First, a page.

Doctors and their Careers: A New Generation


The profile of the medical profession is changing fast, with women accounting for around half of those coming out of medical school. To what extent do these young doctors find that there is room for them to make a major contribution to medicine, and to fulfil their own potential? Do women doctors have the same opportunities as men, or are there particular constraints on their careers which mean that they are destined to play a secondary role?

This report is a Department of Health funded follow-up to the major PSI study of Doctors and their Careers, published in 1988. It examines the careers of a new generation of doctors who qualified in 1986, and assesses the extent to which things have changed.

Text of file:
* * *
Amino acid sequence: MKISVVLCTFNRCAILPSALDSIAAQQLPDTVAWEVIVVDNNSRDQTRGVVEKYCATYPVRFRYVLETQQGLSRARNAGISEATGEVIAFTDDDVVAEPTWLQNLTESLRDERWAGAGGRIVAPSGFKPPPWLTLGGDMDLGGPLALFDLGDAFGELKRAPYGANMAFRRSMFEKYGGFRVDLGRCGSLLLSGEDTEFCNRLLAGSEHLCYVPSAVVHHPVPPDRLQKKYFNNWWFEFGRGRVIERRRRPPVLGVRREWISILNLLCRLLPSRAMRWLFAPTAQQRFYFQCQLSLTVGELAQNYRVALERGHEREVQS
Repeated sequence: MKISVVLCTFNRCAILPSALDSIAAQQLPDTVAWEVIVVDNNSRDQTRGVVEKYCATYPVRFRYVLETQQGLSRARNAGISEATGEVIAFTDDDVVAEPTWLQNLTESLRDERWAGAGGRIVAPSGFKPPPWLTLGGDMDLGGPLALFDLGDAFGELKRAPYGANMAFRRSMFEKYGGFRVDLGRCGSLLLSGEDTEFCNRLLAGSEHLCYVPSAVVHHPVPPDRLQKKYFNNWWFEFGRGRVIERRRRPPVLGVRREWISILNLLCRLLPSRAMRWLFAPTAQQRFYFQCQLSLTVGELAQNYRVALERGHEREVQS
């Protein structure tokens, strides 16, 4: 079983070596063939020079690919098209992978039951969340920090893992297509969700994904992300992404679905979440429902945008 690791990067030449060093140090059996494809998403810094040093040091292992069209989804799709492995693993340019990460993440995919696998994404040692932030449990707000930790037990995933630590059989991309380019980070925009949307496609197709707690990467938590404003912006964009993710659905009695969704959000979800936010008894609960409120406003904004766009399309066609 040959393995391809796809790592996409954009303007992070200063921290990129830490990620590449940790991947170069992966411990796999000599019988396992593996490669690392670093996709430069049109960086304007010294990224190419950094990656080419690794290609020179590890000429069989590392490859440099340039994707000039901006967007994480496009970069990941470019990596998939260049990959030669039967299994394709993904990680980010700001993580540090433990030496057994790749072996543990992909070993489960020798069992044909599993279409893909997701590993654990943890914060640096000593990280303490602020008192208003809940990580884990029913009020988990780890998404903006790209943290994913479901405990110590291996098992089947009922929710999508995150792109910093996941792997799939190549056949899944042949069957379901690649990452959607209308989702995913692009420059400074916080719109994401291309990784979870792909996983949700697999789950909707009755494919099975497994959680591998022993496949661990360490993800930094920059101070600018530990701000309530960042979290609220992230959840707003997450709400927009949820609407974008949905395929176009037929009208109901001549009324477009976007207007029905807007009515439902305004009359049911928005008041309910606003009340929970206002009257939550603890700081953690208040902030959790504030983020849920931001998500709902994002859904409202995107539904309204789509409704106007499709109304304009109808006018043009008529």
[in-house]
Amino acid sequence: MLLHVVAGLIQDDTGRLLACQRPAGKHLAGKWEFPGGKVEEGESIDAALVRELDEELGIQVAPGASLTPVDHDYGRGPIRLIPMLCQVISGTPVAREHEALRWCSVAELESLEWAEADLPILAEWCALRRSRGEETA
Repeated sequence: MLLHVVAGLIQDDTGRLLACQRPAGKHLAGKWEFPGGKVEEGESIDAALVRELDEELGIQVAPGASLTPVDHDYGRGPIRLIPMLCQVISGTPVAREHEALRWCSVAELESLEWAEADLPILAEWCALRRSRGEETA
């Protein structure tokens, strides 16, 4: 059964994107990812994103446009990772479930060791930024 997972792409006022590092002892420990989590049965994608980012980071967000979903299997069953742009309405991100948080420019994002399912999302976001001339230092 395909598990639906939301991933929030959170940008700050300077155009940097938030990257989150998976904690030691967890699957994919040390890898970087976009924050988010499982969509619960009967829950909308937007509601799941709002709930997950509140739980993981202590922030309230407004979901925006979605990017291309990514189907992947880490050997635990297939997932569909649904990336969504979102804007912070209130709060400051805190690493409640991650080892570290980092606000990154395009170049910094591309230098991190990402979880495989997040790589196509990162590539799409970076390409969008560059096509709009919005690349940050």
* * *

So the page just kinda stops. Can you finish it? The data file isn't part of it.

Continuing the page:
The study found considerable evidence that the medical career structure has been slow to adapt to the speed of change which has swept the health service since the publication of the first PSI report. It has also failed to react to the stark reality of the changing profile of medical manpower in which 50 per cent of those entering the profession are women, more than half of whom intend to work less than full time for at least some period of their careers. It concludes that the overwhelming evidence of increasing disillusionment among both men and women doctors in the new generation needs urgent attention.